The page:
Why Won’t He Do What You Want Him to Do?!What’s the most painful thing you’ve felt because of a romantic relationship?

When he didn’t feel the same way about you?

When he didn’t do what you asked him to do?

When he couldn’t love you the way you really wanted him to?

Much of the pain in relationship is caused by expectations.

We want people to behave in a certain way…

And they DON’T.

Grown-ups aren’t like children. We can’t tell them what to do (though we try).

Nevertheless, you need to be on the same page when you’re in a relationship with someone. It doesn’t work if he goes his way and you go yours.

Different expectations are stressful for both of you.

Men often complain that the women in their lives are always trying to change them. They don’t feel loved and accepted for who they are, warts and all.

So what’s the answer?

New York Times bestselling author Michael Singer decided to try something unusual.

He decided to give up.

He’d stop trying to make life go his way. He’d accept whatever happened. He’d say yes to whatever came up, even if he didn’t like it.

“[S]urrender gave me clarity in one essential area: my personal preferences of like and dislike were not going to guide my life,” he writes. “By surrendering the hold those powerful forces had on me, I was allowing my life to be guided by a much more powerful force, life itself.”[1]

My first thought was: That sounds kind of crazy!

Surely it’s our RIGHT to live life exactly the way we want.

In fact, most of us would like nothing better than to have everything go our way. To have other people do what we want them to do. To have our world in perfect order.

But wanting things to be different from how they are causes us an enormous amount of stress.

Our control over things is actually quite limited. We can’t control other people. We can’t control world events. We can’t control the weather or politicians or the price of milk at the grocery store.

The only place we have complete control is inside our own minds.

And, funnily enough, it’s the one place we don’t seem to exercise much control.

Our minds tend to be a maze of conflicting thoughts, emotions, and opinions about everything. It’s not a peaceful place.

Even if something DOES go our way, we immediately turn our attention to all the things that AREN’T going our way. We’re never satisfied.

How would life feel different—how would our relationships be different—if we, like Singer, simply surrendered?

How would life feel different if you accepted everything that happened to you, rather than resisting it?

If you recognized that you were powerless over anyone else’s behavior but your own?

If you believed something was guiding you and steering you in the right direction, even if you couldn’t see it at the time?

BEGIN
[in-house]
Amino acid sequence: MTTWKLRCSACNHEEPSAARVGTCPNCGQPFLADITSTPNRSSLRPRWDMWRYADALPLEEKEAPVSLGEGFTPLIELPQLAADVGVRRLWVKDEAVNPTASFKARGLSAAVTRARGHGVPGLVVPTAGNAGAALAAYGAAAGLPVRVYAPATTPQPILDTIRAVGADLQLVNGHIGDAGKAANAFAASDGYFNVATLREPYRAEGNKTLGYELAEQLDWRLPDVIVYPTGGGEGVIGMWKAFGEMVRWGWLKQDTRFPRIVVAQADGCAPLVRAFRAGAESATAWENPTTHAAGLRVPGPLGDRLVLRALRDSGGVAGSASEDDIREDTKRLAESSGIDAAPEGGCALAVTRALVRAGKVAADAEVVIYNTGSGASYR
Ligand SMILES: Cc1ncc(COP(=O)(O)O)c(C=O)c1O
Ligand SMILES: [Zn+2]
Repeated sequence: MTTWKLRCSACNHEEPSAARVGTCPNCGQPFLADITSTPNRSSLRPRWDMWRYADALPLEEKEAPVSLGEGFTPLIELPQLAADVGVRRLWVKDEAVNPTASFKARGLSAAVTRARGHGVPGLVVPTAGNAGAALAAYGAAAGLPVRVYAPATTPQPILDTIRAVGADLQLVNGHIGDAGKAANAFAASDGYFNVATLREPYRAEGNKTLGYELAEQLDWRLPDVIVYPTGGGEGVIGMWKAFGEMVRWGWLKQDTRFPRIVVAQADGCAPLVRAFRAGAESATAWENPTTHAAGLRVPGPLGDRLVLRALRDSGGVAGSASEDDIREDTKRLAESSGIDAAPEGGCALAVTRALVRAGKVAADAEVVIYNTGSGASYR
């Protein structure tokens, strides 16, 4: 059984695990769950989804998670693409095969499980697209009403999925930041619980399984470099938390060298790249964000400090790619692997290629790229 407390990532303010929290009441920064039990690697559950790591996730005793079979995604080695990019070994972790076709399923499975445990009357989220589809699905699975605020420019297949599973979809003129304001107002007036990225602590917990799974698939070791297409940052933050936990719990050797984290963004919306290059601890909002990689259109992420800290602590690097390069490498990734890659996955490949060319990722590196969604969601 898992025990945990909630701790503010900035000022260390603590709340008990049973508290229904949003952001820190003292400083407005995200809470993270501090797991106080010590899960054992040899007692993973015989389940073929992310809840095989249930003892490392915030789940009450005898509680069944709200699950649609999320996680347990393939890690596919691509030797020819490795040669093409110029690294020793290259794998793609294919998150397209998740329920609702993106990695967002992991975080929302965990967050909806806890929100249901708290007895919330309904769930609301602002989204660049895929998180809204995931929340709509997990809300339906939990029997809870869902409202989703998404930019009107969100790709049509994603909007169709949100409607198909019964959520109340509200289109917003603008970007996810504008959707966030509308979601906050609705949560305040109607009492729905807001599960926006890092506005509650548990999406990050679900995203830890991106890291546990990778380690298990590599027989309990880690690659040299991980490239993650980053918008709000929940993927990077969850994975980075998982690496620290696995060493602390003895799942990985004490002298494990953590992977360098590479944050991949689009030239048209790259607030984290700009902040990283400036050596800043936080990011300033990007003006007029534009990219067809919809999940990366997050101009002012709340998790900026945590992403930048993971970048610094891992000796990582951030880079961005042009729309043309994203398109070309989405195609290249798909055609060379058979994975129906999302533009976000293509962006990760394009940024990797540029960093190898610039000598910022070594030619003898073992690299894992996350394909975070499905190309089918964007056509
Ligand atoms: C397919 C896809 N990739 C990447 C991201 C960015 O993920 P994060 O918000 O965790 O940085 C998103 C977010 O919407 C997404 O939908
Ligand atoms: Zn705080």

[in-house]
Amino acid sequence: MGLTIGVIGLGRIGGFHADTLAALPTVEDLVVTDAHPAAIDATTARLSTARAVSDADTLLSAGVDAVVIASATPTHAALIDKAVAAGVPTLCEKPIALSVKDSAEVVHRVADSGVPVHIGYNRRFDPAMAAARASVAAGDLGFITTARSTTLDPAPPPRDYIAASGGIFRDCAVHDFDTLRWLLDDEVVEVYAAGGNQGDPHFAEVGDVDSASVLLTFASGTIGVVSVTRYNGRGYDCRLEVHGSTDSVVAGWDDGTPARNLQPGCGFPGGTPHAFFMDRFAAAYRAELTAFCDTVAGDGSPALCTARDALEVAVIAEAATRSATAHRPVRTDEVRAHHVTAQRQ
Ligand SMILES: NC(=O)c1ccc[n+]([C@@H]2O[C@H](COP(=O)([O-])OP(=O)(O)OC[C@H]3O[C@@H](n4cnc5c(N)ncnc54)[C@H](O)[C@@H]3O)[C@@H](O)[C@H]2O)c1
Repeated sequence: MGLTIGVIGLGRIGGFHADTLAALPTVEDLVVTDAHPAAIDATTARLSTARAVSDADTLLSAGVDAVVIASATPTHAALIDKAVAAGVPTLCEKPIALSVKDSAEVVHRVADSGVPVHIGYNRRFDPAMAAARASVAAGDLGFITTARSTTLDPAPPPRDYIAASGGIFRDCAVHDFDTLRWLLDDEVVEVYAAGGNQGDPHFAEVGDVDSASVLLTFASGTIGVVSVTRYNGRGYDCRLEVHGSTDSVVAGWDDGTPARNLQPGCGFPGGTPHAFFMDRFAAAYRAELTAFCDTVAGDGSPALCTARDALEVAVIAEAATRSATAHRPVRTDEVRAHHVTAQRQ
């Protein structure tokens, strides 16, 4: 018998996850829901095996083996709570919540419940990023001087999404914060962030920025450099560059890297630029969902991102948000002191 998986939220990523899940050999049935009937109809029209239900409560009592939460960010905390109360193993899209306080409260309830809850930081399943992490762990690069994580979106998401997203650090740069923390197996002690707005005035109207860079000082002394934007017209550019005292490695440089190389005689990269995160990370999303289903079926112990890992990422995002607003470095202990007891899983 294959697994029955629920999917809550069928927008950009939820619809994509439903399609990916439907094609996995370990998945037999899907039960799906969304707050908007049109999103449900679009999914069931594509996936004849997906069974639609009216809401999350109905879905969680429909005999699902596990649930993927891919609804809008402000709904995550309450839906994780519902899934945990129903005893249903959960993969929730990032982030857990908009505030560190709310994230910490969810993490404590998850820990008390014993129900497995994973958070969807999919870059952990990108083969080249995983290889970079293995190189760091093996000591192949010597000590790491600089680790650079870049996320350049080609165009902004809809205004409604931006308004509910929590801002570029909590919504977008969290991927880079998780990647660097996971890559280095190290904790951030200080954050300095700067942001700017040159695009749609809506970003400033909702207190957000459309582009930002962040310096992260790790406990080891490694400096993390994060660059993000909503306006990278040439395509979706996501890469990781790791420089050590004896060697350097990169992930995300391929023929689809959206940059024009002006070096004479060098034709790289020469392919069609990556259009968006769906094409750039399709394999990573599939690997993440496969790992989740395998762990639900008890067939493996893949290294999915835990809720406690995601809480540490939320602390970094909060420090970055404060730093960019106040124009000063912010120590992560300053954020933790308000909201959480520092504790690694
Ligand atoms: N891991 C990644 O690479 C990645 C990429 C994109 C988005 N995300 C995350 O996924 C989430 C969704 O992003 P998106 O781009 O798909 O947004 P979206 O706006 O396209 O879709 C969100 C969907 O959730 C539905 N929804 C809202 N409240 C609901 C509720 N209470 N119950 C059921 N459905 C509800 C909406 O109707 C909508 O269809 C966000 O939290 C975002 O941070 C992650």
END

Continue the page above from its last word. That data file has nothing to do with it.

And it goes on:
Well, you could stop trying to micromanage everything.

You could go with the flow rather than fighting the current.

You could trust that everything would eventually turn out okay.

It’s a completely different way to live.

Here’s why I think it’s such a game-changer in relationships.

It enables you to love unconditionally.

Instead of loving someone based on his willingness to play the role you’ve assigned to him, you can accept him exactly as he is.

You accept he won’t do what you want him to do half the time. Even most of the time.

And you won’t suffer as much. Because you have control where it matters: over your OWN thoughts and behavior.

You’ll also deal with crises better.

When something horrible happens, you’ll still have an immediate emotional reaction. But it will flow through you rather than creating a swirling emotional pattern of resistance.  Then your newfound perspective will kick in.

Whatever happened, happened. You can’t undo it. So you may as well focus your mental energy on figuring out what to do next.

We’re quick to slap the label of “good” or “bad” on things. But often the worst events are the catalyst for extraordinary transformation.

I believe people experience more joy and less suffering when they try hard to go after goals, but without feeling the need to control the actual winding path life takes toward those goals.

There’s a lot of wisdom in withholding judgment until things have played out…

In surrendering your attachment to a certain outcome.

It enables you to be more present for people. To drop any agenda. To respond constructively when bad things happen.

What do you think it would take for you to surrender to life in just one small way today?

[1] The Surrender Experiment (New York: Harmony Books, 2015).

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